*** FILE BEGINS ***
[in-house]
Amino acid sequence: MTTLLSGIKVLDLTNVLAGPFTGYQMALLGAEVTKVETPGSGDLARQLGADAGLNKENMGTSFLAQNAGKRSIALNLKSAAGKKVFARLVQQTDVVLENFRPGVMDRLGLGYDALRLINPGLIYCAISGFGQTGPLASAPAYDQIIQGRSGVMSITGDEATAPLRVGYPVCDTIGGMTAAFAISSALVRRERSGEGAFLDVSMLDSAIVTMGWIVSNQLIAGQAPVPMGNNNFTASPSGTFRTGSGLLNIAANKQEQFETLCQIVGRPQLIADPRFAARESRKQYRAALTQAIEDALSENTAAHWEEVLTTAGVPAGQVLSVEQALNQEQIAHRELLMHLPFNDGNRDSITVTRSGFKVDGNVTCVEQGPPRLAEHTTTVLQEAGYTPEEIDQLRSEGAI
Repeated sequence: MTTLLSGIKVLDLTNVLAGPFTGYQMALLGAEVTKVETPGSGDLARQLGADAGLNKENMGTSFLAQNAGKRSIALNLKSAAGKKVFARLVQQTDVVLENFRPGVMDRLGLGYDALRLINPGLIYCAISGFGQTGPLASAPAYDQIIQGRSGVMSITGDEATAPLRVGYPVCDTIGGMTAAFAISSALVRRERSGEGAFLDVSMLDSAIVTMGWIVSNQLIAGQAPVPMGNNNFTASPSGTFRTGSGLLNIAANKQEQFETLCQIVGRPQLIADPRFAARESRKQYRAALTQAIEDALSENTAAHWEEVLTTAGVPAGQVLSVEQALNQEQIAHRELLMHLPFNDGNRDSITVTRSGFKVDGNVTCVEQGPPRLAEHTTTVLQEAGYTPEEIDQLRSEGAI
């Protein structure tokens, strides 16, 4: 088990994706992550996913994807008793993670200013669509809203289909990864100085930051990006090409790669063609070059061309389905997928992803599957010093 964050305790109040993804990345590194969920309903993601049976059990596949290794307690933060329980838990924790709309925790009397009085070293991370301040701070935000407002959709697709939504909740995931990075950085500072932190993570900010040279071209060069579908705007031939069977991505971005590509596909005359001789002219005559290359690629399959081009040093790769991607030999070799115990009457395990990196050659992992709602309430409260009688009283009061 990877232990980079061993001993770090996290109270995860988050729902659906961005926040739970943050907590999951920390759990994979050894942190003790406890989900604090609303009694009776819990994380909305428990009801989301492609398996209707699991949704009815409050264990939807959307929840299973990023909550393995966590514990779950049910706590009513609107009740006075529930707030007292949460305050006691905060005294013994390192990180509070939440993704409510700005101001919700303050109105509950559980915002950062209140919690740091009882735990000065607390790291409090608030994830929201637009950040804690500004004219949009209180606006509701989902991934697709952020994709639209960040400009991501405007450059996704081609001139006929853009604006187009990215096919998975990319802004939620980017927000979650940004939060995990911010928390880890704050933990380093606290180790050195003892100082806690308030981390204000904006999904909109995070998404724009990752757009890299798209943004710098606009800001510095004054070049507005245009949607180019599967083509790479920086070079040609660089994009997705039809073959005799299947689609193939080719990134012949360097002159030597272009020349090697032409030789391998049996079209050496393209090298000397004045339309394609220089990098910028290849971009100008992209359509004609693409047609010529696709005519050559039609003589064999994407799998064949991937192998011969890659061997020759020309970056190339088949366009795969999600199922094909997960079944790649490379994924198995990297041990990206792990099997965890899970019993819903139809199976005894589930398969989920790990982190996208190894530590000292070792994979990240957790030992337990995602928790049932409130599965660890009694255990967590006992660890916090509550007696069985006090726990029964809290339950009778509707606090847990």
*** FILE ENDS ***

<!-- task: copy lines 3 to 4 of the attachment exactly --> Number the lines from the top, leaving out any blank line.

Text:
Repeated sequence: MTTLLSGIKVLDLTNVLAGPFTGYQMALLGAEVTKVETPGSGDLARQLGADAGLNKENMGTSFLAQNAGKRSIALNLKSAAGKKVFARLVQQTDVVLENFRPGVMDRLGLGYDALRLINPGLIYCAISGFGQTGPLASAPAYDQIIQGRSGVMSITGDEATAPLRVGYPVCDTIGGMTAAFAISSALVRRERSGEGAFLDVSMLDSAIVTMGWIVSNQLIAGQAPVPMGNNNFTASPSGTFRTGSGLLNIAANKQEQFETLCQIVGRPQLIADPRFAARESRKQYRAALTQAIEDALSENTAAHWEEVLTTAGVPAGQVLSVEQALNQEQIAHRELLMHLPFNDGNRDSITVTRSGFKVDGNVTCVEQGPPRLAEHTTTVLQEAGYTPEEIDQLRSEGAI
């Protein structure tokens, strides 16, 4: 088990994706992550996913994807008793993670200013669509809203289909990864100085930051990006090409790669063609070059061309389905997928992803599957010093 964050305790109040993804990345590194969920309903993601049976059990596949290794307690933060329980838990924790709309925790009397009085070293991370301040701070935000407002959709697709939504909740995931990075950085500072932190993570900010040279071209060069579908705007031939069977991505971005590509596909005359001789002219005559290359690629399959081009040093790769991607030999070799115990009457395990990196050659992992709602309430409260009688009283009061 990877232990980079061993001993770090996290109270995860988050729902659906961005926040739970943050907590999951920390759990994979050894942190003790406890989900604090609303009694009776819990994380909305428990009801989301492609398996209707699991949704009815409050264990939807959307929840299973990023909550393995966590514990779950049910706590009513609107009740006075529930707030007292949460305050006691905060005294013994390192990180509070939440993704409510700005101001919700303050109105509950559980915002950062209140919690740091009882735990000065607390790291409090608030994830929201637009950040804690500004004219949009209180606006509701989902991934697709952020994709639209960040400009991501405007450059996704081609001139006929853009604006187009990215096919998975990319802004939620980017927000979650940004939060995990911010928390880890704050933990380093606290180790050195003892100082806690308030981390204000904006999904909109995070998404724009990752757009890299798209943004710098606009800001510095004054070049507005245009949607180019599967083509790479920086070079040609660089994009997705039809073959005799299947689609193939080719990134012949360097002159030597272009020349090697032409030789391998049996079209050496393209090298000397004045339309394609220089990098910028290849971009100008992209359509004609693409047609010529696709005519050559039609003589064999994407799998064949991937192998011969890659061997020759020309970056190339088949366009795969999600199922094909997960079944790649490379994924198995990297041990990206792990099997965890899970019993819903139809199976005894589930398969989920790990982190996208190894530590000292070792994979990240957790030992337990995602928790049932409130599965660890009694255990967590006992660890916090509550007696069985006090726990029964809290339950009778509707606090847990």